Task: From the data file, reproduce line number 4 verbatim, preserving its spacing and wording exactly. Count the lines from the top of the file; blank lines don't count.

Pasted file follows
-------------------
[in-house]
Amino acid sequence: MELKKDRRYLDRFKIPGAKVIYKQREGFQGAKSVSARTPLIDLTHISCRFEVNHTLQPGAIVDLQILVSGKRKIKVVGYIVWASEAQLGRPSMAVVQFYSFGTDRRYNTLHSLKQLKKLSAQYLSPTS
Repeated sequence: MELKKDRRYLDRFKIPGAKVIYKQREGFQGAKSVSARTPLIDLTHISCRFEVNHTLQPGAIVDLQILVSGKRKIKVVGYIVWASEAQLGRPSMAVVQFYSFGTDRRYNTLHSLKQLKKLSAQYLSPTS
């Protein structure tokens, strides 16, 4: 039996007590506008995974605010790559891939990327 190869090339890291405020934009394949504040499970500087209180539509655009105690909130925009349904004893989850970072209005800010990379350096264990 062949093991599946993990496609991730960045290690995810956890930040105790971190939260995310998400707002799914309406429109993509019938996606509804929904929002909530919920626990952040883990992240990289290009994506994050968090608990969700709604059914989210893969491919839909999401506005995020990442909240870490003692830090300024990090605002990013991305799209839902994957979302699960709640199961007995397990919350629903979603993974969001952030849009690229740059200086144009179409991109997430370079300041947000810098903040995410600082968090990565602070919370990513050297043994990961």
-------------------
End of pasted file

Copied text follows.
């Protein structure tokens, strides 16, 4: 039996007590506008995974605010790559891939990327 190869090339890291405020934009394949504040499970500087209180539509655009105690909130925009349904004893989850970072209005800010990379350096264990 062949093991599946993990496609991730960045290690995810956890930040105790971190939260995310998400707002799914309406429109993509019938996606509804929904929002909530919920626990952040883990992240990289290009994506994050968090608990969700709604059914989210893969491919839909999401506005995020990442909240870490003692830090300024990090605002990013991305799209839902994957979302699960709640199961007995397990919350629903979603993974969001952030849009690229740059200086144009179409991109997430370079300041947000810098903040995410600082968090990565602070919370990513050297043994990961």